Wednesday, November 19, 2008
My Trip to the VA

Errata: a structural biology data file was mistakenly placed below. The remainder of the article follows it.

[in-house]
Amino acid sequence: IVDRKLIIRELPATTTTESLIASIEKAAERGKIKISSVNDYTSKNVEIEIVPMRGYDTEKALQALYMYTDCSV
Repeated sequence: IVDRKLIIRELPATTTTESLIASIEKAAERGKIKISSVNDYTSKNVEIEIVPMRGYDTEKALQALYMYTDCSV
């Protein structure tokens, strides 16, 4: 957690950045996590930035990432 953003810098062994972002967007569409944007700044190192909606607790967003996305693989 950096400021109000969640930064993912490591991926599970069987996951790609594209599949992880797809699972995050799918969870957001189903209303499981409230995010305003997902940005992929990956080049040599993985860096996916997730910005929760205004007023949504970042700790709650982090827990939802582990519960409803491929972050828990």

Four-thirty a.m. came around early this morning. I knew I had to get up early so, of course, I was awake at 3:10 a.m. I slept in fits and starts until my radio alarm clock sounded the alarm, “BEEP! BEEP! BEEP!” I rolled out of bed, wash, shaved, did my morning exercises (to get my blood flowing), and ate my breakfast. By this time 5:25 a.m. had arrived and Bill was ready to drive me to liquor store at Rts. 1 and 5, where the American Legion Post 28 van would pick me up. Out of the house into the dark cold air, I climbed into Bill’s ancient Jeep. Ten minutes later we were at the pick up point. Another veteran was waiting there in his car. About 20 minutes later the van arrives. Only the driver and a World War II submarine veteran who was riding shotgun were in the van. Usually the van is full. But, this morning three vets cancelled and one was a no show. The other vet and I climbed in behind the driver and the submarine vet. Right away I made a mistake. I was behind the driver and he had his seat all the way back. I have long legs. The ride to Wilmington is a good hour away. My long legs would be cramped. They were. Plus, I didn’t have an arm rest. My ride to the V A Medical Center in Wilmington was very uncomfortable. I tried to take nap on the way up, to make up for lost sleep time. All I accomplished was more fitful sleep. Arriving at the VA building in Wilmington, it was now daylight. The air was still cold. I made my way up to Room 2115 for my 9 a.m. appointment for my CAT-RAD scan. I checked in at the desk. The receptionist told me to take a seat. First I had to drink five full glasses of water. One hour prior to the CAT-RAD scan I was given instructions to drink all this water. I knew this would be a problem. I just don’t drink that much water. That is why I have kidney stones, which is why I was getting a CAT-RAD scan today. I brought my own plastic glass with me. I went out in the hallway and positioned my glass under the water fountain. One glass I gulped down. Already I had enough. I drank another glass of water. I’m bloated now. Three more glasses to go. I turned the fountain on again and filled my glass. Gulp! Now I’m getting nauseous. I walked up and down the hall, sloshing all the way. The time was only 7:45 a.m. so I had a while to go. I waited about 15 minutes then took another gulp of water. Oh my God. I’m about to float away. I only had one more to go. I steeled myself and filled my plastic glass up again and chug a lugged it down. Now I’m sick. I wobbled into the waiting room. As I passed the receptionist, she told me I had to go downstairs to get my “labs.” That’s VA talk for a blood test. Lightheaded, I headed for the elevator, got on, and got off the first floor. Checking in with that receptionist, I scanned my VA identification card. The VA is very organized. All a vet has to do is scan their card and their name comes up on the monitor and appointment information. So much better than private medical practice where it seems as if the front desk is run by bored clerical staff. My appointments at the VA are ALWAYS on time. There is none of the practice of making appointments for all patients at 10 a.m. in the morning or 2 p.m. in the afternoon. “Tipton?” My name was called. Rising, I follow the pleasant young lady around the corner and take a seat in a barber type chair and roll up my right sleeve. We exchanged pleasantries. She checks my arm for a vein. Pleased, she said “You have nice veins.” Thank you. She swabs my vein and takes the needle out, aiming for my vein. I look away. I can’t stand the sight of my own blood. If I see it, I’ll be on the floor. It’s happened before. I don’t want a repeat. “There! That’s done.” It was painless. I complimented her on her skill in not hurting me. Rolling down my sleeve, I left. Back to Room 2115 and the waiting room. Nine o’clock rolled around. The technician came out and called my name. I go into a room off to the side. He tells me to take off my shirt and lie down on a bed type contraption protruding out of the CAT Scan tube. I get on the bed (I’ll call it a “bed” for lack of a better word.) He puts a sheet over me and asks me to pull my pants down around my knees. He goes for my right arm again. I’m going to get an IV. Oh uh. He gets this BIG needle out and compliments me on my vein. “Nice veins” he says. Then he punctures it. OUCH! Damn. That hurt. He says “You have tough skin.” Funny, I thought I was thin skinned. Oh well. He tries again. WOW! THAT HURT! He says this time “Your vein rolled.” What’s that? My vein rolled? I've been rolled before but I don't recall ever having my vein rolled. Then he punctures me again. It is really hurting now. What is this guy, a sadist? I’m beginning to feel like a pin cushion. I noticed that he didn’t swab my skin with an anesthetic. What’s this? Was he bored? He didn’t seem too happy. Finally he got the IV in my vein. It was about time. And or course, it hurt the whole time it was in. Then we went through taking the CAT-RAD scan. In the tube, hold my breath, exit the tube, let my breath out. Three times I did this. Now it was time to take out the IV tube. Oh boy. More hurt. I probably sound like a baby don’t I? I think I have a pretty high pain threshold. But, I don’t know. I was punctured quite a few times this morning. I wouldn’t be good under torture. I would probably be the first to spill the beans then some. Finally, it was over. I pulled my pants up, took the sheet off, and left. I thanked the technician but on reflection, I wonder why. I’m not sure if he was all that good at administering needles. I expected my arm to be bruised. Looking at it now all I see is four puncture marks. It looks like I had a run in with Dracula and I put up my arm to ward him off and he missed and got my arm instead. Well, it’s all done now. The ride back was uneventful. About an hour after I returned home, I heard a knock at my door. It was the UPS man. He arrived with my new Dell computer. I’m working tomorrow at the Inn (still no guests) so I will have to wait until Friday to assemble all the parts. Damn, that needle hurt.